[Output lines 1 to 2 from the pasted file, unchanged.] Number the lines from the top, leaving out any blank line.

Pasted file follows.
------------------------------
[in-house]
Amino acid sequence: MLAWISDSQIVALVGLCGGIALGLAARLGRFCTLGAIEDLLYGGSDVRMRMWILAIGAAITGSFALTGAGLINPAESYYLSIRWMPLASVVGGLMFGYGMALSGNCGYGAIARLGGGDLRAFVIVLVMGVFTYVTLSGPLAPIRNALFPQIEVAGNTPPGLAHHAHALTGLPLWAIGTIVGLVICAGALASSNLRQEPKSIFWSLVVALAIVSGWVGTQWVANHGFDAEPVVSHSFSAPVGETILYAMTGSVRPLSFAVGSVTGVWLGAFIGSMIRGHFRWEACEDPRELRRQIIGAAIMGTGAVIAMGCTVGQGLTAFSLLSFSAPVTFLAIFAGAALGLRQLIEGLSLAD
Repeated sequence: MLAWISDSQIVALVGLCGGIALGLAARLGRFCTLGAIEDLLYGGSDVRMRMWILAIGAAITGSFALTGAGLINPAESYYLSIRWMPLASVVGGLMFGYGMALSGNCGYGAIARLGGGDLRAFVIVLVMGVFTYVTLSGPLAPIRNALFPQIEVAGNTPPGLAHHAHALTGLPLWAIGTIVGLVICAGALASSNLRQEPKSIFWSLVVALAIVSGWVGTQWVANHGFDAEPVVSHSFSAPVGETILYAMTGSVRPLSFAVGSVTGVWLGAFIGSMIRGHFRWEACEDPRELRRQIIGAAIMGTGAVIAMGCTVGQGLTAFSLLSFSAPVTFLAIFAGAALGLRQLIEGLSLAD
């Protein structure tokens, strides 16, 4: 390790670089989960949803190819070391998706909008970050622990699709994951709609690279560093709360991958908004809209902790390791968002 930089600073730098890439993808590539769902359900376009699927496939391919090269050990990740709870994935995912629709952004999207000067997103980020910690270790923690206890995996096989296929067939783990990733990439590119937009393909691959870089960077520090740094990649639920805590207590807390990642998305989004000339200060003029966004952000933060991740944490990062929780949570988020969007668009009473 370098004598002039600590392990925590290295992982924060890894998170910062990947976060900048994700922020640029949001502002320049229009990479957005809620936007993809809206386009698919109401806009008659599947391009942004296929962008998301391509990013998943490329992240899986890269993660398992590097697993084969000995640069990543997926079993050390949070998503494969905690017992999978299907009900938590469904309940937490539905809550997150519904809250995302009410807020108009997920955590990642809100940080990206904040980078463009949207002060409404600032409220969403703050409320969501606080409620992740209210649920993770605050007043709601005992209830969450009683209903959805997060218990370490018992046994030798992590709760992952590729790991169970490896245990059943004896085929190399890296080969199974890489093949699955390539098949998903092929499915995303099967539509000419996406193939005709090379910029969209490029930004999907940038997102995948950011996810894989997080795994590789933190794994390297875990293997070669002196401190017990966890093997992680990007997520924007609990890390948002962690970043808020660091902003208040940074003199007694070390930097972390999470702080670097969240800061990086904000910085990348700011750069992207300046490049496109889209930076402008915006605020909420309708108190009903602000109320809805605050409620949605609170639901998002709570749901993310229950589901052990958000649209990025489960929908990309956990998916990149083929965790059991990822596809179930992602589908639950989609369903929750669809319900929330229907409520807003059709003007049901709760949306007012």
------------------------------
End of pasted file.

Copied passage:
[in-house]
Amino acid sequence: MLAWISDSQIVALVGLCGGIALGLAARLGRFCTLGAIEDLLYGGSDVRMRMWILAIGAAITGSFALTGAGLINPAESYYLSIRWMPLASVVGGLMFGYGMALSGNCGYGAIARLGGGDLRAFVIVLVMGVFTYVTLSGPLAPIRNALFPQIEVAGNTPPGLAHHAHALTGLPLWAIGTIVGLVICAGALASSNLRQEPKSIFWSLVVALAIVSGWVGTQWVANHGFDAEPVVSHSFSAPVGETILYAMTGSVRPLSFAVGSVTGVWLGAFIGSMIRGHFRWEACEDPRELRRQIIGAAIMGTGAVIAMGCTVGQGLTAFSLLSFSAPVTFLAIFAGAALGLRQLIEGLSLAD